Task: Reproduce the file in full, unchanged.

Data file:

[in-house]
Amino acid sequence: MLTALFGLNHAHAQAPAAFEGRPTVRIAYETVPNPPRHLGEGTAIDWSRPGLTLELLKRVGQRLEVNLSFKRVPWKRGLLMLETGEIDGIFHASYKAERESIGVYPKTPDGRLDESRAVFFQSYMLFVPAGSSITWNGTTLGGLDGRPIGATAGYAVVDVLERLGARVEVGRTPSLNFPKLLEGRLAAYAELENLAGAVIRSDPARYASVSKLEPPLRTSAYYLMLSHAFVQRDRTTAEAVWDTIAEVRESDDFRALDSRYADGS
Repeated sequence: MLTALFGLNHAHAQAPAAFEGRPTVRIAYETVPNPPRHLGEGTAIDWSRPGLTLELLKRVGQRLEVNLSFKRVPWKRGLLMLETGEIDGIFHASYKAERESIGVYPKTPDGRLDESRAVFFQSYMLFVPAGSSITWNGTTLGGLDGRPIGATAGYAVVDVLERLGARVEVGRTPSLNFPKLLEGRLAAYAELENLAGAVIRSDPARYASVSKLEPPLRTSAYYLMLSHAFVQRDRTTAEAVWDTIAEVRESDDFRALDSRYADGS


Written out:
[in-house]
Amino acid sequence: MLTALFGLNHAHAQAPAAFEGRPTVRIAYETVPNPPRHLGEGTAIDWSRPGLTLELLKRVGQRLEVNLSFKRVPWKRGLLMLETGEIDGIFHASYKAERESIGVYPKTPDGRLDESRAVFFQSYMLFVPAGSSITWNGTTLGGLDGRPIGATAGYAVVDVLERLGARVEVGRTPSLNFPKLLEGRLAAYAELENLAGAVIRSDPARYASVSKLEPPLRTSAYYLMLSHAFVQRDRTTAEAVWDTIAEVRESDDFRALDSRYADGS
Repeated sequence: MLTALFGLNHAHAQAPAAFEGRPTVRIAYETVPNPPRHLGEGTAIDWSRPGLTLELLKRVGQRLEVNLSFKRVPWKRGLLMLETGEIDGIFHASYKAERESIGVYPKTPDGRLDESRAVFFQSYMLFVPAGSSITWNGTTLGGLDGRPIGATAGYAVVDVLERLGARVEVGRTPSLNFPKLLEGRLAAYAELENLAGAVIRSDPARYASVSKLEPPLRTSAYYLMLSHAFVQRDRTTAEAVWDTIAEVRESDDFRALDSRYADGS